Save the planet: plant that garden!
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It is March, the time to change out the heavy winter coats and scarves for lighter sweaters and jackets, maybe even T-shirts and shorts. With longer days and warmer weather, it’s also time to start this year’s garden. Although some portions of the country are still getting snow and frost, many gardeners are now planting their lettuce, onions, and other spring vegetables.
Gardening is a lot of fun for most people. It can also be a way to lower the amount of greenhouse gases going into the atmosphere. The more of your yard devoted to gardening, the less space you have for grass, which is a good thing. Grass needs mowing, which is usually done with a polluting mower. According to a study out of Sweden in 2001, mowing your lawn for an hour produces emissions on par with driving your car 100 miles. Research by the EPA in 2011, revealed that mowers, leaf blowers, and other landscape machinery accounted for about 26.7 million tons of pollutants that year. The technology may have improved since these studies were done, but even if emissions were halved, they’re still pretty bad.
Mowing lawns also generates grass clippings, which are usually raked up and sent off to landfills to rot and generate methane, one of the most powerful greenhouse gases. In 2018, the EPA estimated that the amount of grass clippings and other yard waste going to our landfills totaled 35.4 million tons, accounting for more than 12 percent of all landfill material. Dried up beanstalks, dead tomato plants, and other waste from the garden can wind up as landfill, but in far lower amounts than grass clippings raked up all spring and summer long.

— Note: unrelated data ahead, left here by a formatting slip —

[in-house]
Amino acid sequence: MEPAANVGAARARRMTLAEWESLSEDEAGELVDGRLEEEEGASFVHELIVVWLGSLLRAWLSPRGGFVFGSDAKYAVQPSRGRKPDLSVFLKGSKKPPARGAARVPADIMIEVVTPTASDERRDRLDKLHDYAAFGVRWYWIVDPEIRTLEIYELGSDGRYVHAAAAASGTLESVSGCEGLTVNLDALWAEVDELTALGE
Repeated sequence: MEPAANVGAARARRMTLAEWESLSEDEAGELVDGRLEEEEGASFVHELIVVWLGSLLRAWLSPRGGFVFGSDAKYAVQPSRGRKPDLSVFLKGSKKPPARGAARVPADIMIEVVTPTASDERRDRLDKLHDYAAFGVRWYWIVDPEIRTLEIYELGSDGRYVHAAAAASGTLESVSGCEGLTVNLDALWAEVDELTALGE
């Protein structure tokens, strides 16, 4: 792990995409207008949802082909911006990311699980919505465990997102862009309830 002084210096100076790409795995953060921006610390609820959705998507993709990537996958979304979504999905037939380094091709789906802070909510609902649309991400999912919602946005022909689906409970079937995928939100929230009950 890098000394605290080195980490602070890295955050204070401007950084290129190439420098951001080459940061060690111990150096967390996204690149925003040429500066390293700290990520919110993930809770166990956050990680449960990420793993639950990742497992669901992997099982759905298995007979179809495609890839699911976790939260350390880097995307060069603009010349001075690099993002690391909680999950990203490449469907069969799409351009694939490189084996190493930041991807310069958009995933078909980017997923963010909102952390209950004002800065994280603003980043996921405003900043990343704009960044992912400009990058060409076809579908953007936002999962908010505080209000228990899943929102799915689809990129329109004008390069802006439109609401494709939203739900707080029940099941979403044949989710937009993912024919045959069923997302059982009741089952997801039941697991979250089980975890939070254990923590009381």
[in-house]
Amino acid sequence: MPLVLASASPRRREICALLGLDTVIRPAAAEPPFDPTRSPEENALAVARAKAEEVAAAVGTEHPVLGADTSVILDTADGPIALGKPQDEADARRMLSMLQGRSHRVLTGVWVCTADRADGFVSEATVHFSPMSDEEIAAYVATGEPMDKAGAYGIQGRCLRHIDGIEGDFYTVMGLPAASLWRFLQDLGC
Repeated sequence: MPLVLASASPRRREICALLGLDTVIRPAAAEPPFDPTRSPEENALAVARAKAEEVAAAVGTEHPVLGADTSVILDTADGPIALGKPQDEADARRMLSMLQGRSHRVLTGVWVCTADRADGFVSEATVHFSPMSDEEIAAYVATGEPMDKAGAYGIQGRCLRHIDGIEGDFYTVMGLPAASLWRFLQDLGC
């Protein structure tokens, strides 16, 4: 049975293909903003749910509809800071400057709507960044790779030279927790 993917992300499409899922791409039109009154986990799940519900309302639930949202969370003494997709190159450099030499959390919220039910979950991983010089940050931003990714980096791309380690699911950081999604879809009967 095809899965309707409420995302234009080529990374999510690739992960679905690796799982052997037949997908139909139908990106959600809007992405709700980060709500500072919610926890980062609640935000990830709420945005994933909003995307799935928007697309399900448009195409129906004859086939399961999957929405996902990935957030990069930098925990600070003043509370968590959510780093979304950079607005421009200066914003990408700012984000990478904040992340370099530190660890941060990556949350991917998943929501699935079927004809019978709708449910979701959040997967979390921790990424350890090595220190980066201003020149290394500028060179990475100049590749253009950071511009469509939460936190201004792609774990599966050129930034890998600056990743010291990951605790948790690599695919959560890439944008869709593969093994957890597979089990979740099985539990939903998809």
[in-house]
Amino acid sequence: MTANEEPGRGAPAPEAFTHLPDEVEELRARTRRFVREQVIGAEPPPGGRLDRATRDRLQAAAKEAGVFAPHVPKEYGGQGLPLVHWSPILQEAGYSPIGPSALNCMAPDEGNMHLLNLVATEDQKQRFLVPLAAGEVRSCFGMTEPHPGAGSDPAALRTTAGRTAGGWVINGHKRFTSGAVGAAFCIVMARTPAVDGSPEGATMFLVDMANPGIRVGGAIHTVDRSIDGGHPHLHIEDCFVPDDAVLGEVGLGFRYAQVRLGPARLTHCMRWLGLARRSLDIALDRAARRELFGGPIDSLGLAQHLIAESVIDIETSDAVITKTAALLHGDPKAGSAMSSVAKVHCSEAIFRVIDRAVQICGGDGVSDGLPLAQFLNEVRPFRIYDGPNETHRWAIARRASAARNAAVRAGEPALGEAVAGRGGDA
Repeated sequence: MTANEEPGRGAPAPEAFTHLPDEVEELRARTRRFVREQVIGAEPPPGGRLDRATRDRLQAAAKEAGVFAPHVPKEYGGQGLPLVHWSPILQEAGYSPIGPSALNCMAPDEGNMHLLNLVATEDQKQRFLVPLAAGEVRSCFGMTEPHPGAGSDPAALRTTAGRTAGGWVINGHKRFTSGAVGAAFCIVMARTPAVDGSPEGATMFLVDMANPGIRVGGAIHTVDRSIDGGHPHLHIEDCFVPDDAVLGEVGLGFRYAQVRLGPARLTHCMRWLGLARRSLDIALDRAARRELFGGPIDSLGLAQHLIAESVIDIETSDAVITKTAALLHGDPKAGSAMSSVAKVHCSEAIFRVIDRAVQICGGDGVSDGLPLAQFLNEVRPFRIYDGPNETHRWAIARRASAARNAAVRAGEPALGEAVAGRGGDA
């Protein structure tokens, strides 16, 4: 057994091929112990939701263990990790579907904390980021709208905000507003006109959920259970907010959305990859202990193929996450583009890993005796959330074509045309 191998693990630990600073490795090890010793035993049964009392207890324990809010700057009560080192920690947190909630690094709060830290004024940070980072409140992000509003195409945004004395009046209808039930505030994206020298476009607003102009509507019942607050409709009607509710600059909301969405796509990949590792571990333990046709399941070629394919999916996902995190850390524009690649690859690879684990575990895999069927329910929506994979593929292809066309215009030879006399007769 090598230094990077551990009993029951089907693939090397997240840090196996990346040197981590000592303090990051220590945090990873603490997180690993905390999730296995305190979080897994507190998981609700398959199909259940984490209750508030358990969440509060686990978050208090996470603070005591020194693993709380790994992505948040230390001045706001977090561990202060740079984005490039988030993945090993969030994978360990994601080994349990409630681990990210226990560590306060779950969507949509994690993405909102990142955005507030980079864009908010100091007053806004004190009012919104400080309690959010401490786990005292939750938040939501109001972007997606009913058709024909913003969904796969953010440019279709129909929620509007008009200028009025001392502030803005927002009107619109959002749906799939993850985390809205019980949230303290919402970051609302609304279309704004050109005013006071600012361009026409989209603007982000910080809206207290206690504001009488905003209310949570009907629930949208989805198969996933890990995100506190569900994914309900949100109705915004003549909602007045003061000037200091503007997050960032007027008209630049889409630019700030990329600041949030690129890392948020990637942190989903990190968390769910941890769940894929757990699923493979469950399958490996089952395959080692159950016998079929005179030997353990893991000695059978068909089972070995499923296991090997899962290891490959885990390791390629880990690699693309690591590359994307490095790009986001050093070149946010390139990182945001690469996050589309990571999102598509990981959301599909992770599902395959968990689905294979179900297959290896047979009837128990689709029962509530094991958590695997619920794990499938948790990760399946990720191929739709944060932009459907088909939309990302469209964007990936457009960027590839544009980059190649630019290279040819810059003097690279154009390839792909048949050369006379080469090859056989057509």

The National Wildlife Federation endorses home gardening, saying that a garden presents an opportunity to compost your kitchen scraps and put that compost to use as fertilizer. Composting further diverts methane-producing organic matter from landfill. The Federation also recommends environmentally sound gardening based on muscles instead of power tools. So when you go to your garden supply store or nursery, buy a rake and a hoe instead of a weed whacker and leaf blower.
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